DH: …he was gonna erase it.

JPG: Yeah! because he thought it was better to start from scratch with nothing than to keep trying to get what they had into shape.

DH: I almost wished he would have done that. It would have been the ultimate thought experiment, (laughs) deliberately erases the thing to force a band to go back to square one would just be really, really audacious.

JPG: In doing my research I found something on the Mystery Pit of Oak Island ( and since so many other things are connected in regards to Nightlands I wondered if the album title has anything to do with that?

DH: I remember my dad telling me about Oak Island when I was a little kid. He described it as this place where they’ve been digging for treasure forever. It captured my imagination so much as a little kid. I totally forgot about it then I remembered my dad telling me about this place that they’ve been digging and digging and digging and digging for treasure for hundreds of years. It took me awhile to track down what the name of it was. When I found it, I found it to be a compelling story especially because people are still looking for it and it’s really clear that there’s nothing there. There’s no way that anything can be there, but it speaks to the desire that people have to find out what is behind the mystery. People are in denial. They just want to find this treasure. It appeals to something deeply human in us that there is something beneath the surface and that there is a reason for all these little clues People want to believe in the mystery. They want it to be real. They don’t want it to be like, “Oh, actually those boards weren’t placed there by Captain Kid or some other pirate. It was just some driftwood.” The truth is not what people want to believe. I just think that’s interesting.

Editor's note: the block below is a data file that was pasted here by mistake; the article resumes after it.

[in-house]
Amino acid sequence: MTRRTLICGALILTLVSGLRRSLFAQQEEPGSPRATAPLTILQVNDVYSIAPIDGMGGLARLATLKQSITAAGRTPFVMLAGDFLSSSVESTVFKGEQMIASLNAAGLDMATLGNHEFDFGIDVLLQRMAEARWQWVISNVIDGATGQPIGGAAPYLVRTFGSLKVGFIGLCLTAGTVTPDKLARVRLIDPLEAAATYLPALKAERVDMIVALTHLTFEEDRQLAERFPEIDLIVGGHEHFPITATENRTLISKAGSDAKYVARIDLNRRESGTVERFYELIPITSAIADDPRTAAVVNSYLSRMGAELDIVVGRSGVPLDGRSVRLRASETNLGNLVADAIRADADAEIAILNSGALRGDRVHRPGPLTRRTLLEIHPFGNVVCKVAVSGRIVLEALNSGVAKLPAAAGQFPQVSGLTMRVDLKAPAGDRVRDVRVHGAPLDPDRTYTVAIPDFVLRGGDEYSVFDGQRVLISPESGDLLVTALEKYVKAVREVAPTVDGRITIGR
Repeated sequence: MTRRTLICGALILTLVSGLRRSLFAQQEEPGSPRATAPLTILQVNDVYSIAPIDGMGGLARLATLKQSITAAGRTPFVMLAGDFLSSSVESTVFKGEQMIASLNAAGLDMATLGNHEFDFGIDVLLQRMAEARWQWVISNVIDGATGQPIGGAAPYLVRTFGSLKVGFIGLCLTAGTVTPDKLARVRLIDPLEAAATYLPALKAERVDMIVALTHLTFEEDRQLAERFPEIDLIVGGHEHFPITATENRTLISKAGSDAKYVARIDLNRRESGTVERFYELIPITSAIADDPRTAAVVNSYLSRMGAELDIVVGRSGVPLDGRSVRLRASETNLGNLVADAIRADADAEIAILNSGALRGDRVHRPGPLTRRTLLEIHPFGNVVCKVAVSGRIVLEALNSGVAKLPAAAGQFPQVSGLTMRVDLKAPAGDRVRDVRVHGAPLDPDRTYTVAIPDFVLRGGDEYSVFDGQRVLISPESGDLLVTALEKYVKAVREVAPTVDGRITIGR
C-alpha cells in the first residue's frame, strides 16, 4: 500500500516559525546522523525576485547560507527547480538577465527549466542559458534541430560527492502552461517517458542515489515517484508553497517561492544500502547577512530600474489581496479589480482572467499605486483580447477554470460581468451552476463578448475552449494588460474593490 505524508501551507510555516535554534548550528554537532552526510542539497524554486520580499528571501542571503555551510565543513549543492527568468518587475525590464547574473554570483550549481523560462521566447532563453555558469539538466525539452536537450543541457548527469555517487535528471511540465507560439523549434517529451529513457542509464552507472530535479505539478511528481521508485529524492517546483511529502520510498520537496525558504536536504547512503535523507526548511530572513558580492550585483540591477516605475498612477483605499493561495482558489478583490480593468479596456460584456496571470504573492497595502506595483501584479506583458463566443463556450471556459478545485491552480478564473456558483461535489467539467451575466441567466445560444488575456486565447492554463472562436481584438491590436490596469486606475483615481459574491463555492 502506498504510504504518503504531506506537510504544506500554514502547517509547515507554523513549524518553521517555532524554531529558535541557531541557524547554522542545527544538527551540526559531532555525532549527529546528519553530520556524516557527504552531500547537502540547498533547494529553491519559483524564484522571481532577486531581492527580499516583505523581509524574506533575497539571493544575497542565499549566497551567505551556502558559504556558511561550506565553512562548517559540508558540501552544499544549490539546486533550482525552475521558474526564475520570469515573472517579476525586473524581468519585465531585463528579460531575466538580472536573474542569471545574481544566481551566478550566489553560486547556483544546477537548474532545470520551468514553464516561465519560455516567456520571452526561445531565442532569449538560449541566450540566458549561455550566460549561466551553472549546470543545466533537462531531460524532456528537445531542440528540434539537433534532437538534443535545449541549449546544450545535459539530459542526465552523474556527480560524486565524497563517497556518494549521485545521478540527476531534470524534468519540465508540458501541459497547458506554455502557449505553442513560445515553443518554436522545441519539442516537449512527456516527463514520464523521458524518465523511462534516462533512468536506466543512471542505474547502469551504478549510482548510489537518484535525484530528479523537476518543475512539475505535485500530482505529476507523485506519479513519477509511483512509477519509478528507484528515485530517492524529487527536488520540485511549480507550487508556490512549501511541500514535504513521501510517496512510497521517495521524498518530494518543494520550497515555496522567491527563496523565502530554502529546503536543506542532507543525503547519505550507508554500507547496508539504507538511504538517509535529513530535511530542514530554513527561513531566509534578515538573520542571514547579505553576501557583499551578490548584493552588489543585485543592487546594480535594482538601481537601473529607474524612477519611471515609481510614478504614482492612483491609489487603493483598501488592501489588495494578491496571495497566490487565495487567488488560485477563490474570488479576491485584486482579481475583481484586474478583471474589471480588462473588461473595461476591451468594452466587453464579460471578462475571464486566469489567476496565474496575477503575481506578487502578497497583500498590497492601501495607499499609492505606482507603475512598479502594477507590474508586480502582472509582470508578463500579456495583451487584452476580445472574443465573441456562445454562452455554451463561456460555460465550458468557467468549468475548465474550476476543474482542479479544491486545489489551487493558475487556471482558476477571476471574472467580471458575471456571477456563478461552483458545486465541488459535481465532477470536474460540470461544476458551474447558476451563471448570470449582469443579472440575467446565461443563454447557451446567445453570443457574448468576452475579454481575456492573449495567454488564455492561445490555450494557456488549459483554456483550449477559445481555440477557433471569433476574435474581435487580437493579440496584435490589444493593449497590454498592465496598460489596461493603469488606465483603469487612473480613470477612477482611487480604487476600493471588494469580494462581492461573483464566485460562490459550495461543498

But also, it captures my imagination. It just felt right to call the album that. I felt like the music I was making dealt a lot with mystery and surfaces and what’s beneath the surface and whether you really want to see what’s beneath the surface or perhaps you’d prefer it was a little blurry. So, that’s why I named it that. It just felt right. I followed my gut on it and went with it.

*JPG: I wanted to touch upon your interest in Cormac McCarthy’s Blood Meridian. It’s such a violent book whereas Nightlands’ music is the opposite, much more tranquil and peaceful. Is it the contrast that appeals to you? *

DH: You know, I have never been able to understand it other than I think that book is kind of the ultimate contrast because if you read that book it reads like the Bible in the sense that it’s incredibly timeless and it contains incredible humanity and incredible compassion and beauty. And yet, it is probably the most violent book I’ve ever read, if not the most violent. It is just crushingly violent.

I spent a good two years of my life just re-reading that book and I couldn’t understand why I had such a fascination other than I just couldn’t believe that someone made it. It’s like looking at an amazing piece of architecture or listening to “Good Vibrations” and say, “How did someone make this? Someone fuckin’ did this and it just blows my mind.”